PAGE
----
• to qualifying bodies operating under Commonwealth laws;
    [10]
  • to acts done under Commonwealth or Territory (excluding ACT and NT) laws by
    Commonwealth or Territory (excluding ACT and NT) governments, administrators or
    public bodies;
    [11]
  • in relation to Australia’s international obligations under ILO 111,
    the ICCPR, the CRC and the International
    Covenant on Economic, Social and Cultural
    Rights
    ,[12]
    as well as other matters in respect of which the Commonwealth has
    power to legislate under s 51(xxix) of the Constitution;
    [13]
  • discrimination by corporations (including foreign corporations within the
    meaning of s 51(xx) of the Constitution);
    [14]
  • discrimination in the course of, or in relation to, banking (other than
    State banking not extending beyond the limits of the State concerned, within the
    meaning of s 51(xiii) of the Constitution);
    [15]
  • discrimination in the course of, or in relation to, insurance (other than
    State insurance not extending beyond the limits of the State concerned, within
    the meaning of s 51(xiv) of the Constitution);
    [16] and
  • discrimination in international or inter-state trade and
    commerce.[17]

The
ADA is intended to bind the executive governments of the Commonwealth and each
of the States (including the ACT and NT) and of Norfolk Island and the
Administrators of the
Territories.[18]

The ADA does not purport to displace or limit the operation of State and
Territory laws capable of operating concurrently with the
ADA.[19] It
deals with any potential inconsistency between federal and State/Territory laws
by providing that where complainants have a choice as to jurisdiction they are
required to elect whether to make their complaint under federal or
State/Territory
legislation.[20]

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2.1.4 Offences

While
the ADA makes age discrimination unlawful in certain circumstances, it is not,
per se, an offence to discriminate on the basis of
age.[21] The
ADA does, however, create specific offences:

  • it is an offence to publish or display an advertisement (or cause or permit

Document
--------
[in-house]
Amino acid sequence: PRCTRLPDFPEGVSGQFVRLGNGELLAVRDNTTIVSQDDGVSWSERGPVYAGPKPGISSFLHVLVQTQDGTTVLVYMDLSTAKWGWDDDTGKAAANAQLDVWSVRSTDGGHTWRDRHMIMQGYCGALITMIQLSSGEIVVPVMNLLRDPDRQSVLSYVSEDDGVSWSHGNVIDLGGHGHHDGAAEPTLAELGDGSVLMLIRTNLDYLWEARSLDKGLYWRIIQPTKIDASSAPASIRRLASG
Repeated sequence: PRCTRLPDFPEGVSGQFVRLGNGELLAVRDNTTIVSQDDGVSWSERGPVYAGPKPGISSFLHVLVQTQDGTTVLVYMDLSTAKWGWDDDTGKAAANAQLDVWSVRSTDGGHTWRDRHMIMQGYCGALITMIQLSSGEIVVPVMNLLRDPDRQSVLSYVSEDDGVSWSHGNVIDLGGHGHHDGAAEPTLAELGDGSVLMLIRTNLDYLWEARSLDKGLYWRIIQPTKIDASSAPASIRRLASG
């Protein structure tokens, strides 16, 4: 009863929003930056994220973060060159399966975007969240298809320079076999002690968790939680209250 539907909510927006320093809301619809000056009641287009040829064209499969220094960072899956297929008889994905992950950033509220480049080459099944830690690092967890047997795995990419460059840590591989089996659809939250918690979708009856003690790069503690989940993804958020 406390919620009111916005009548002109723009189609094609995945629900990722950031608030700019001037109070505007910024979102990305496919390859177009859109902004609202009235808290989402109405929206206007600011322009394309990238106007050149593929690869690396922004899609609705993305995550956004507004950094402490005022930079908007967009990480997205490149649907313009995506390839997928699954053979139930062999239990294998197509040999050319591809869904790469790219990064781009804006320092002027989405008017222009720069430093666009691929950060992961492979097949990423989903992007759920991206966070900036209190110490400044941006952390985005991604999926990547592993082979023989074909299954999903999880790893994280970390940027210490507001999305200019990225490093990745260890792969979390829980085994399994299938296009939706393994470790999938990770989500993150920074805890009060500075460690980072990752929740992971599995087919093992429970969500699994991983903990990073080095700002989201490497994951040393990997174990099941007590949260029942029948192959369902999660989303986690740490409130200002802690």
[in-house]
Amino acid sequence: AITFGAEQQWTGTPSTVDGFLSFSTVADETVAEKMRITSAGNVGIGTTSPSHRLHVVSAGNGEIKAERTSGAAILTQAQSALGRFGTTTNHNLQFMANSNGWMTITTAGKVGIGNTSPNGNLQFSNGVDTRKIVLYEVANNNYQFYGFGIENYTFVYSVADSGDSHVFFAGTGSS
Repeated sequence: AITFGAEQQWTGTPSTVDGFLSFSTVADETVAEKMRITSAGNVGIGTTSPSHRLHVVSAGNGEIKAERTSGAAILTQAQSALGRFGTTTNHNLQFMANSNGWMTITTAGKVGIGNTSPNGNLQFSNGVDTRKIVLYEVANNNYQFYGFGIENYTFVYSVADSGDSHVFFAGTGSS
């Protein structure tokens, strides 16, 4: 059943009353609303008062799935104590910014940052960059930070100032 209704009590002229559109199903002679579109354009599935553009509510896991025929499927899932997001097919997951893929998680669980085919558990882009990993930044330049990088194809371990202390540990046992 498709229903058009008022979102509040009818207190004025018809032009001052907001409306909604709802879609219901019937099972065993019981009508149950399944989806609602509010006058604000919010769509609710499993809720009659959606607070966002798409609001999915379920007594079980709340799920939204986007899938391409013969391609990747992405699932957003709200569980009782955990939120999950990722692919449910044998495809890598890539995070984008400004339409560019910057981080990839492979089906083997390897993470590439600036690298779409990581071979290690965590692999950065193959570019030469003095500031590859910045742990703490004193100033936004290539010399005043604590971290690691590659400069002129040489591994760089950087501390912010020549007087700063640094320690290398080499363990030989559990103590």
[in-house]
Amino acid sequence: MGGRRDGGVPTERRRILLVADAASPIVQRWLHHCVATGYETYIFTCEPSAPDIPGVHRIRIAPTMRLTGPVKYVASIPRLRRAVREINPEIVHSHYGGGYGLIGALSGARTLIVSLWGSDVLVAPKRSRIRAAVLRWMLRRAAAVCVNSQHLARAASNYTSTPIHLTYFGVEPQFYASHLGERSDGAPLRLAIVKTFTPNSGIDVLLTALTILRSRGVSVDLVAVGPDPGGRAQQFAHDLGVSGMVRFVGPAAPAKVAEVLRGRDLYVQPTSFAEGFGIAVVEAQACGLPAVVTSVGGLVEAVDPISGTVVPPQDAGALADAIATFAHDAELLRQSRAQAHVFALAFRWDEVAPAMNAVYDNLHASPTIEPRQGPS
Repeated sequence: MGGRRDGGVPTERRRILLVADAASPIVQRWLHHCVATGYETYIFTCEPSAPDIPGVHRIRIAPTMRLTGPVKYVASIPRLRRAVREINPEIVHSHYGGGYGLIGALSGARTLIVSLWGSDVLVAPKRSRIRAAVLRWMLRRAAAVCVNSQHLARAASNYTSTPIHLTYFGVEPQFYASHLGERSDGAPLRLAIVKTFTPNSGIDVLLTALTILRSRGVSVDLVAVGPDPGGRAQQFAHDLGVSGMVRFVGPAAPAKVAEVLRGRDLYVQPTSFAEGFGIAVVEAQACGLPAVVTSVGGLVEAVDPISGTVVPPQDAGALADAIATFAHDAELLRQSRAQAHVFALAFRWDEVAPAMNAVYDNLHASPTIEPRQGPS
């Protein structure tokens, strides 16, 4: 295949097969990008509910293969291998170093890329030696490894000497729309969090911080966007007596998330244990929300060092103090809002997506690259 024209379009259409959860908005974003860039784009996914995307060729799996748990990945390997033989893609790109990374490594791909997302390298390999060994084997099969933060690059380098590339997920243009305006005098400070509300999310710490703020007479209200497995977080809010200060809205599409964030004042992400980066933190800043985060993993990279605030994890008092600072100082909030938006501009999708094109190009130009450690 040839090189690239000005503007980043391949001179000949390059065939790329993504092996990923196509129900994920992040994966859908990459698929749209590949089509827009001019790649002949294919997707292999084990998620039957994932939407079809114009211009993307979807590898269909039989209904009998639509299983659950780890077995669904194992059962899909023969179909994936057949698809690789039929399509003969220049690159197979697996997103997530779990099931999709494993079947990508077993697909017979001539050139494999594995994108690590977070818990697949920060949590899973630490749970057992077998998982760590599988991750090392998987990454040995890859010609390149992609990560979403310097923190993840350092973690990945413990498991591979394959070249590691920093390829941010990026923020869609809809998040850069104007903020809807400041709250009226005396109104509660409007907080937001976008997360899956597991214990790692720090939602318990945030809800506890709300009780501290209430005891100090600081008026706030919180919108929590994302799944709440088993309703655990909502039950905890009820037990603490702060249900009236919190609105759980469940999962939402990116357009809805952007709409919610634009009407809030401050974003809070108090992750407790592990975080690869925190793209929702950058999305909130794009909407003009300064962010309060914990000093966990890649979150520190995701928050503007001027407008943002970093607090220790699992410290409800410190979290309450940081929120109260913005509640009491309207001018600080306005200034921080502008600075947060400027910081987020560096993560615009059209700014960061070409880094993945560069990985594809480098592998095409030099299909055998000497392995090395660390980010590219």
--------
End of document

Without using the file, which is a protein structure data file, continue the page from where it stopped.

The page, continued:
its publication or display) which indicates an intention to unlawfully
    discriminate on the basis of
    age;[22]
  • it is an offence (‘victimisation’) to intentionally cause
    detriment to a person because that person has made a complaint of discrimination
    or has taken part in discrimination
    proceedings;[23]
    and
  • it is an offence to fail to disclose the source of actuarial or statistical
    data when required to do so by the President of HREOC under s 54(2) of the
    ADA.[24]

Conduct
constituting either of the first two of these offences falls within the
definition of ‘unlawful discrimination’ in s 3 of the HREOC Act.
Accordingly, a complaint in relation to such conduct can be made to HREOC.

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2.2 Age
Discrimination Defined

2.2.1 ‘Age’
defined

‘Age’ is defined in s 5 of the ADA as
including ‘age group’. The ADA provides the following by way of
example: ‘The reference in subsection 26(3) to students above a particular
age includes a reference to students above a particular age group’.

The definition of age does not extend to cover the age which might be imputed
to a
person,[25]
although the definition of direct age discrimination includes less favourable
treatment because of ‘a characteristic that is generally imputed to
persons of the age of the aggrieved
person’.[26]

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2.2.2 Direct discrimination

The definition of direct discrimination is
contained in s 14 of the ADA as follows:

14 Discrimination on the ground of age – direct discrimination

For the purposes of this Act, a person (the discriminator)
discriminates against another person (the aggrieved person) on the
ground of age of the aggrieved person if:

  1. the discriminator treats or proposes to treat the aggrieved person less
    favourably than, in circumstances that are the same or not materially different,
    the discriminator treats or would treat a person of a different age; and